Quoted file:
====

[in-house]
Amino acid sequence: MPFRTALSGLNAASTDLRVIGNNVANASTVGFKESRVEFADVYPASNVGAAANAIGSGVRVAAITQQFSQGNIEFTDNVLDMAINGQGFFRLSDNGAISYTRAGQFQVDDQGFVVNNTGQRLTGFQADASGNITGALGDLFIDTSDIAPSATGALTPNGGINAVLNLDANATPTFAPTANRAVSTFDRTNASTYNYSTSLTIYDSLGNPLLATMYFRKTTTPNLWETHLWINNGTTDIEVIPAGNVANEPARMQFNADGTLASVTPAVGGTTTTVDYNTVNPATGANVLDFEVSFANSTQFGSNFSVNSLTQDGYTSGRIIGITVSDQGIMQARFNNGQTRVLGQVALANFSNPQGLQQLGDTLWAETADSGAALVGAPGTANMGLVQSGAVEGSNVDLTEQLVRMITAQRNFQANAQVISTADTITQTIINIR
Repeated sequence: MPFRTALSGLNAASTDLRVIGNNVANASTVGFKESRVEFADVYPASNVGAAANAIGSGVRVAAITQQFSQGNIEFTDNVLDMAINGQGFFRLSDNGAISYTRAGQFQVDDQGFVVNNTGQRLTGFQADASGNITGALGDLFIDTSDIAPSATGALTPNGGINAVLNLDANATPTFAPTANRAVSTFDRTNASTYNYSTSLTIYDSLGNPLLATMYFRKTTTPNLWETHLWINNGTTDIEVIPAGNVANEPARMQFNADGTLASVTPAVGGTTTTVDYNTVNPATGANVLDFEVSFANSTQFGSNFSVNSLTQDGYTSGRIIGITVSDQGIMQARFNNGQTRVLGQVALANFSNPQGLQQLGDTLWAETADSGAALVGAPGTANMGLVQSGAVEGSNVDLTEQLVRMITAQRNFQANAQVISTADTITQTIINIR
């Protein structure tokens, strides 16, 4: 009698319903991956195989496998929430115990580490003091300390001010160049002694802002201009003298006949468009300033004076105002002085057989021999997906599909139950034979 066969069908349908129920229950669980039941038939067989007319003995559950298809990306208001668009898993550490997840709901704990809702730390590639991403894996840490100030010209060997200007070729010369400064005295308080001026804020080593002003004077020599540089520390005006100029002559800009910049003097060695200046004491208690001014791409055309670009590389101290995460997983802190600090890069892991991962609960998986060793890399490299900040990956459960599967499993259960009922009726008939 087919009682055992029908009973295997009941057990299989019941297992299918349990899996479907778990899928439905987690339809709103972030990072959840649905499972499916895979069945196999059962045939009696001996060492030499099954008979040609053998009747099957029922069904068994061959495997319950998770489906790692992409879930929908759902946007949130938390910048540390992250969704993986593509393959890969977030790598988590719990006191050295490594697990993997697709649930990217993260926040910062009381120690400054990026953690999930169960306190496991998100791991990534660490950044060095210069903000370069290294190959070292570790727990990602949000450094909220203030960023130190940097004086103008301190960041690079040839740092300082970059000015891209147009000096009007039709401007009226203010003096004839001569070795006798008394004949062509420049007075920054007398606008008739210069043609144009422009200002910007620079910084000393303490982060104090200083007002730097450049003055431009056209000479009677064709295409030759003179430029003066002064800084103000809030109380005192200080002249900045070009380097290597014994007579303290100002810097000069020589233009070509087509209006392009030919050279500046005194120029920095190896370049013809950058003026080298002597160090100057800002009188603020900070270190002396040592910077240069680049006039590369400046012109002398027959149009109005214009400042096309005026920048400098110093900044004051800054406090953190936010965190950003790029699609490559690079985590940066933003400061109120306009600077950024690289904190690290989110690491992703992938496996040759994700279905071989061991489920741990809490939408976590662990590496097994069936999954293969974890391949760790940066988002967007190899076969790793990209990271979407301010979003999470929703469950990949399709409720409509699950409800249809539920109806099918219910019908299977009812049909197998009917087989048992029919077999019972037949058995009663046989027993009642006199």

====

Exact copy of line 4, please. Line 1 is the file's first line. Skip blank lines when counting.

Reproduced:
């Protein structure tokens, strides 16, 4: 009698319903991956195989496998929430115990580490003091300390001010160049002694802002201009003298006949468009300033004076105002002085057989021999997906599909139950034979 066969069908349908129920229950669980039941038939067989007319003995559950298809990306208001668009898993550490997840709901704990809702730390590639991403894996840490100030010209060997200007070729010369400064005295308080001026804020080593002003004077020599540089520390005006100029002559800009910049003097060695200046004491208690001014791409055309670009590389101290995460997983802190600090890069892991991962609960998986060793890399490299900040990956459960599967499993259960009922009726008939 087919009682055992029908009973295997009941057990299989019941297992299918349990899996479907778990899928439905987690339809709103972030990072959840649905499972499916895979069945196999059962045939009696001996060492030499099954008979040609053998009747099957029922069904068994061959495997319950998770489906790692992409879930929908759902946007949130938390910048540390992250969704993986593509393959890969977030790598988590719990006191050295490594697990993997697709649930990217993260926040910062009381120690400054990026953690999930169960306190496991998100791991990534660490950044060095210069903000370069290294190959070292570790727990990602949000450094909220203030960023130190940097004086103008301190960041690079040839740092300082970059000015891209147009000096009007039709401007009226203010003096004839001569070795006798008394004949062509420049007075920054007398606008008739210069043609144009422009200002910007620079910084000393303490982060104090200083007002730097450049003055431009056209000479009677064709295409030759003179430029003066002064800084103000809030109380005192200080002249900045070009380097290597014994007579303290100002810097000069020589233009070509087509209006392009030919050279500046005194120029920095190896370049013809950058003026080298002597160090100057800002009188603020900070270190002396040592910077240069680049006039590369400046012109002398027959149009109005214009400042096309005026920048400098110093900044004051800054406090953190936010965190950003790029699609490559690079985590940066933003400061109120306009600077950024690289904190690290989110690491992703992938496996040759994700279905071989061991489920741990809490939408976590662990590496097994069936999954293969974890391949760790940066988002967007190899076969790793990209990271979407301010979003999470929703469950990949399709409720409509699950409800249809539920109806099918219910019908299977009812049909197998009917087989048992029919077999019972037949058995009663046989027993009642006199």